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As First Pluto Images Arrive, Gleeful U.Va. Astronomers Are Observing at Mission Control

Jul 16, 2015 |

New Horizons, the NASA spacecraft that on Tuesday flew within 8,000 miles of Pluto, has phoned home, and scientists are getting their first close-up views of the dwarf planet, nearly 10 years after the craft left Earth on a 3-billion-mile journey to the outer solar system.

Guests and New Horizons team members count down to the spacecraft’s closest approach to Pluto on July 14 at the Johns Hopkins University Applied Physics Laboratory.
NASA/Bill Ingalls

“The encounter has been very emotional,” said Alan Howard, a University of Virginia planetary geologist who is at mission control – the Johns Hopkins University Applied Physics Laboratory in Laurel, Md. “I am amazed at the degree to which the public has tuned into this event, including an overflowing audience at the Applied Physics Lab.”

Anne Verbiscer, Research Associate Professor of Astronomy
Dan Addison / University Communications

Howard and Anne Verbiscer, a U.Va. planetary astronomer, are among the first scientists at the Hopkins lab to begin interpreting data and images from New Horizons. Howard said the new images have exceeded expectations.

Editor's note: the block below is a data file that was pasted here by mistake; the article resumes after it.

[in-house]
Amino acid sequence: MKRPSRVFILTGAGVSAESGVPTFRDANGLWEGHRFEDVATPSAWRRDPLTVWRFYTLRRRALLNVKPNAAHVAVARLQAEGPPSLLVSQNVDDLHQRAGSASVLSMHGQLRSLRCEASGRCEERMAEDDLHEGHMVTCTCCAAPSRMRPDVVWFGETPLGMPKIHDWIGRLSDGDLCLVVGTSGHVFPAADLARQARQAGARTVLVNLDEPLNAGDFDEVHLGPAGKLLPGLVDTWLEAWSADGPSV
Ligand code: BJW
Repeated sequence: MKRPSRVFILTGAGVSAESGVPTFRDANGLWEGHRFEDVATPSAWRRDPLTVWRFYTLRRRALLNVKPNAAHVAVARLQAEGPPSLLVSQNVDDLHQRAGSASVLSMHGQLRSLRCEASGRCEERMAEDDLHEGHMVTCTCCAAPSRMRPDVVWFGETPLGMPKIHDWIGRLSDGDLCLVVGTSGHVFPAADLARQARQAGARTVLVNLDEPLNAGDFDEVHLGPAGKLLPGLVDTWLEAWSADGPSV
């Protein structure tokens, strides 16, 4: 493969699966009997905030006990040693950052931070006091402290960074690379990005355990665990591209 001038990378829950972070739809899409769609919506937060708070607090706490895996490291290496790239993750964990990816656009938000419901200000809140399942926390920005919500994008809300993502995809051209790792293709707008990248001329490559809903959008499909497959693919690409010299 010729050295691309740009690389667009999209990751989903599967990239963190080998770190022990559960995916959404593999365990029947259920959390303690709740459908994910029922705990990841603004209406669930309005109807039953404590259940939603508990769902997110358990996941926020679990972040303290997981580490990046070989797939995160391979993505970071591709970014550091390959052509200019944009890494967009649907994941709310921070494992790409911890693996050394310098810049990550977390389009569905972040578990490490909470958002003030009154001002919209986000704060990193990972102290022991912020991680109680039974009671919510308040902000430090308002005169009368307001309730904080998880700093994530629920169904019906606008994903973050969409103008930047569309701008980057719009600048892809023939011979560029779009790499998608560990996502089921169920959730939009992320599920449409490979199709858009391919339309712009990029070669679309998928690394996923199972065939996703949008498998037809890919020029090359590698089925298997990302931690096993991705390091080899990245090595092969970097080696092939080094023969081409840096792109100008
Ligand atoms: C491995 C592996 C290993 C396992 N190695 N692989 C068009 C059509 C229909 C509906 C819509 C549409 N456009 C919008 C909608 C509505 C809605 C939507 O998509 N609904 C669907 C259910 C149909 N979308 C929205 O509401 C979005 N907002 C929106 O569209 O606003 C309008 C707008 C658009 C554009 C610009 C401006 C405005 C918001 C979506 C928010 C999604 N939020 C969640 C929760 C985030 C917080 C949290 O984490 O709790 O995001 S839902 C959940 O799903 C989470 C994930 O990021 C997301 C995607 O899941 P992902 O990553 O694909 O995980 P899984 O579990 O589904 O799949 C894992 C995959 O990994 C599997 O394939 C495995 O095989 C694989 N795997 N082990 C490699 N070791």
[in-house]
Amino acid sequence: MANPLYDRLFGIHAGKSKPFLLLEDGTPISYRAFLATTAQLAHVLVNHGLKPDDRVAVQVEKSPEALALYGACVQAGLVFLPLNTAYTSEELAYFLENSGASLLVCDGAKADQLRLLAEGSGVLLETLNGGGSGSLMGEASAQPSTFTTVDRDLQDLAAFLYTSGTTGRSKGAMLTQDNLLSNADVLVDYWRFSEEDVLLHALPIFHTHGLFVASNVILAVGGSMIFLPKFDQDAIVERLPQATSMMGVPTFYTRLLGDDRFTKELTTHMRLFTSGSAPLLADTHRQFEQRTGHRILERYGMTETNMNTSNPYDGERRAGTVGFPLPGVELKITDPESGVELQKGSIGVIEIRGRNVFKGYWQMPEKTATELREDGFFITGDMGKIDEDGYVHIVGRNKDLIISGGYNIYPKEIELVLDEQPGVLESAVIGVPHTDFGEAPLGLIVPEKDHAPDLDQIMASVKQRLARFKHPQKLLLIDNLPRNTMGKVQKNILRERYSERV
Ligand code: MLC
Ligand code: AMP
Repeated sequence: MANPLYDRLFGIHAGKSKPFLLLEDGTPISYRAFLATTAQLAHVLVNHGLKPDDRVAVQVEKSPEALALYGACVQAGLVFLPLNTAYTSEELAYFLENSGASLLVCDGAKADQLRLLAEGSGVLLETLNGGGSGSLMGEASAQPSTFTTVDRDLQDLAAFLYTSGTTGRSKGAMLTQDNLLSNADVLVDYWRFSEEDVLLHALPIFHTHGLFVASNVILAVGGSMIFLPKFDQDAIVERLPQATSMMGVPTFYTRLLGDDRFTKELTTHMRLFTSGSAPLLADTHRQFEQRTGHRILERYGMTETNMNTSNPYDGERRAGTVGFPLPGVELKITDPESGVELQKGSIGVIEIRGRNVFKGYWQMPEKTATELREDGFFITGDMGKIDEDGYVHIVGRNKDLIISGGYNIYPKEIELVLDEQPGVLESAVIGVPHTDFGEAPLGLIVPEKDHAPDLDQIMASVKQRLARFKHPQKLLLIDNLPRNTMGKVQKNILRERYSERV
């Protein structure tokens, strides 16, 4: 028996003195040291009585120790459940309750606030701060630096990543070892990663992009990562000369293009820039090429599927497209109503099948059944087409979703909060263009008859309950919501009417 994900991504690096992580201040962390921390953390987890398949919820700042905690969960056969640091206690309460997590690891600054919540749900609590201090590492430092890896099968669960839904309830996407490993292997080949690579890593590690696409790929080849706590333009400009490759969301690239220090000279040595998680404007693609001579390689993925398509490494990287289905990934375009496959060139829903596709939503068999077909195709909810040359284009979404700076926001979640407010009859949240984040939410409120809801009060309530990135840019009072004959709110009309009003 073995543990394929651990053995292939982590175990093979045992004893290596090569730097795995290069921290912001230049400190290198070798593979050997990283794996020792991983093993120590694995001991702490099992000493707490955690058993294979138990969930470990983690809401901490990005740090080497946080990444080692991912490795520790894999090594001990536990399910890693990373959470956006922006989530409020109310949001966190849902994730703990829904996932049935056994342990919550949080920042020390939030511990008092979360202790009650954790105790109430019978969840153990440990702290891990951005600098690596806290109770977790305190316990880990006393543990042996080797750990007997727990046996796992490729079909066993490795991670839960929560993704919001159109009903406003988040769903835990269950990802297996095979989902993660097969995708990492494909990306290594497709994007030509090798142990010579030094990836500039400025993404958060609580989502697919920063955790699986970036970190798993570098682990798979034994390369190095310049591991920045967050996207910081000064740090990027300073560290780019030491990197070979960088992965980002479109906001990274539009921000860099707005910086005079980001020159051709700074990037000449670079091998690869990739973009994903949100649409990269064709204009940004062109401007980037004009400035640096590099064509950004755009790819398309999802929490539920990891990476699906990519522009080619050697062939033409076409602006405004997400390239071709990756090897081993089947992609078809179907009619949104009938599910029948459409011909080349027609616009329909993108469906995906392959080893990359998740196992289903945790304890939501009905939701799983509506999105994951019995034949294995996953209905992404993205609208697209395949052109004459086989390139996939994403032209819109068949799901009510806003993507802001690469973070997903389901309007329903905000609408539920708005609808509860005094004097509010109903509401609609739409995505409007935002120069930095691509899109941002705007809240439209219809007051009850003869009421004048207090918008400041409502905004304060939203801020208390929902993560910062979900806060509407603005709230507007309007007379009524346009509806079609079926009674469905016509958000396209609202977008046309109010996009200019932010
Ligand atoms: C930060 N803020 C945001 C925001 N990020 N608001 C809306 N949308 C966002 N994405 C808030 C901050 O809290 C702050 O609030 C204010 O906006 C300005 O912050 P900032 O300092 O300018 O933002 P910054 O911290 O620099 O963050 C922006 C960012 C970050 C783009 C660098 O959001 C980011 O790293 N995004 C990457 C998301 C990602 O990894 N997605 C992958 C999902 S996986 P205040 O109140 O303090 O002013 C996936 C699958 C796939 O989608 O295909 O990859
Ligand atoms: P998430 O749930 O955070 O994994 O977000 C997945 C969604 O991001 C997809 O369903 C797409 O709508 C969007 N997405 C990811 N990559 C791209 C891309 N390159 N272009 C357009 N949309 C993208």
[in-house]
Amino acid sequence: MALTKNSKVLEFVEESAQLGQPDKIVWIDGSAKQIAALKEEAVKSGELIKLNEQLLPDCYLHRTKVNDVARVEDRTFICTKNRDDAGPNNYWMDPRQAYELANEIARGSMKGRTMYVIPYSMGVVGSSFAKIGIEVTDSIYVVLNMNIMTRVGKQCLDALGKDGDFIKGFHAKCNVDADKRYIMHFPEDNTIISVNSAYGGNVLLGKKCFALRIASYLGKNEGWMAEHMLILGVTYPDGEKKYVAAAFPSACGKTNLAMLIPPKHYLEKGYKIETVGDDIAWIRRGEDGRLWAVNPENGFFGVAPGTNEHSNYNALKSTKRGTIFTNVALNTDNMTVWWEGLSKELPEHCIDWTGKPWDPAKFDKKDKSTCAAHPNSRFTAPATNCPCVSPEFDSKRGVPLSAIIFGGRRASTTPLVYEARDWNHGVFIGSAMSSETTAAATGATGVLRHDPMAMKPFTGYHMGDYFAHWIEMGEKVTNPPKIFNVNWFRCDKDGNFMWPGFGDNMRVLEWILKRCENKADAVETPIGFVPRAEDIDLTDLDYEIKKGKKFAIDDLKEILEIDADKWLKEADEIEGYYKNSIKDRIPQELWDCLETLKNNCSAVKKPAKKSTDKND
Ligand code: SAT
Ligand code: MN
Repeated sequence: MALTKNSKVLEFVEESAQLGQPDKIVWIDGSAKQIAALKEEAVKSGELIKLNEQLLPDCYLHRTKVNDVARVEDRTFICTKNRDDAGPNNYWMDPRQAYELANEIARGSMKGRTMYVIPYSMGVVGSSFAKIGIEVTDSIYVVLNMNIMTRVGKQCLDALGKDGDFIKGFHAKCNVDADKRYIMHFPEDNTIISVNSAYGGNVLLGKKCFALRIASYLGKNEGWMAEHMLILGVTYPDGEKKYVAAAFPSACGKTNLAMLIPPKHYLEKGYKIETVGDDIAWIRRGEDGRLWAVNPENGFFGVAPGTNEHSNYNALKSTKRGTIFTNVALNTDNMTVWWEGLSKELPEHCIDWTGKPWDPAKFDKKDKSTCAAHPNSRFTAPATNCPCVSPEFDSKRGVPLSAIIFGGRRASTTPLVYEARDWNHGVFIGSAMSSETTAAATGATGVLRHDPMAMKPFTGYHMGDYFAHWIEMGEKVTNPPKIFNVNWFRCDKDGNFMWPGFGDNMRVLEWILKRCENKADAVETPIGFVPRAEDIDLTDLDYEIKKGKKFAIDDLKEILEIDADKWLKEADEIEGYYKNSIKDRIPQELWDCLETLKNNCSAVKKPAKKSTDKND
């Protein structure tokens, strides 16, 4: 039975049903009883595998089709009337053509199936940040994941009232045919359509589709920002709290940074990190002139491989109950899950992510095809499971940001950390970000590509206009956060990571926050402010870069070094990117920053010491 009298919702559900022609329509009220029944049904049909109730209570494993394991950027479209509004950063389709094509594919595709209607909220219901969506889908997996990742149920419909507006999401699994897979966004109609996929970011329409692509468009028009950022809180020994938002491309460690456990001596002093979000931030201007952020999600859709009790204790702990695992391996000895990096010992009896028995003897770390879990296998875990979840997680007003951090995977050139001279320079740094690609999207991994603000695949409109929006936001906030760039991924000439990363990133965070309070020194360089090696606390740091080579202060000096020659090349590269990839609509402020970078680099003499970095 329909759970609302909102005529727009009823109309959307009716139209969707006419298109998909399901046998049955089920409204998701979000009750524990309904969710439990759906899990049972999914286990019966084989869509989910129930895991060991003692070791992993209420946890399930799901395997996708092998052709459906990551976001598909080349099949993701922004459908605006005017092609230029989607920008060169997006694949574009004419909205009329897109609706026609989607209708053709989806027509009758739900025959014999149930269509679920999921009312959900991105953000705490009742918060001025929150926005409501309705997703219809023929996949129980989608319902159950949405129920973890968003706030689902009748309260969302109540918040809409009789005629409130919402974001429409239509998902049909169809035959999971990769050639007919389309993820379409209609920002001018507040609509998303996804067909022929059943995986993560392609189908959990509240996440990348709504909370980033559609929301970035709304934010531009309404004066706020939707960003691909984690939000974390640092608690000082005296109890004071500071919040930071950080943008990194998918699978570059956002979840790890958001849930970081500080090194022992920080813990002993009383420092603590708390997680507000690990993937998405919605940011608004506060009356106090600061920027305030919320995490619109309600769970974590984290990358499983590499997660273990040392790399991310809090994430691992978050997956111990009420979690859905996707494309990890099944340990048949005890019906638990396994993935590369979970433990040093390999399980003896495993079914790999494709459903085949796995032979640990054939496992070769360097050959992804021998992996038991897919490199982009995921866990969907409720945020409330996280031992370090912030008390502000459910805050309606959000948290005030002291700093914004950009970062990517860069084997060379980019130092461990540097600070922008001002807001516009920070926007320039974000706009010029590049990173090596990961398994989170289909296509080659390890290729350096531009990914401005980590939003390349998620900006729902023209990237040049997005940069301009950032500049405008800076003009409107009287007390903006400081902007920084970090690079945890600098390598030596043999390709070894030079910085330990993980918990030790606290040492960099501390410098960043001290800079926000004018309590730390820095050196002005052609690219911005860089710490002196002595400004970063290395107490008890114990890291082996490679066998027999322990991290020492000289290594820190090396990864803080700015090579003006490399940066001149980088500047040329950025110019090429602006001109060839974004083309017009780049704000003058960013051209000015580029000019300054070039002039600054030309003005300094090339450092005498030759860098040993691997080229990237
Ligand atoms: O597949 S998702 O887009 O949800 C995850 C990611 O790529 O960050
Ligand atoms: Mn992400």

“Pluto is decorated with an amazing variety of landforms and frost features,” he said. “We will be working for years with high-resolution images and other data that will be downloaded. It will take the imagination and expertise of many team members to decipher the composition and evolution of Pluto and its satellites.”

The data received thus far of the close encounter is a small sample of what is to come as New Horizons streams in more images and data during the next 16 months. The spacecraft now is continuing on its mission, traveling into the Kuiper Belt, a vast icy debris field rimming the solar system.

“As for Pluto, what we know now that we didn’t know days ago is that it is an incredibly rich and diverse world which will keep us busy for years to come,” Verbiscer said. “The New Horizons spacecraft has performed flawlessly throughout the close encounter period, and the small amount of data it has sent back to Earth has not disappointed at all. We’re all in awe of what we’ve seen, as well as what can be accomplished when humanity pursues its fundamental desire to explore.”

Alan Howard, Professor of Environmental Sciences
Dan Addison / University Communications

Twenty-six years ago, Verbiscer was a graduate student working with the Voyager Imaging Team on the flyby of Neptune and its large moon Triton. At the time, some scientists believed that Pluto would look much like Triton, because both objects are believed to originate in the same part of the solar system and have similar size and composition.

“Today, I am thrilled to see that, although [Pluto and Triton] have some similarities, they are not twins,” Verbiscer said. “Pluto has a greater number of distinct provinces and even has more craters than Triton. We have yet to explain why, but no doubt, the data from New Horizons will surely tell us more.”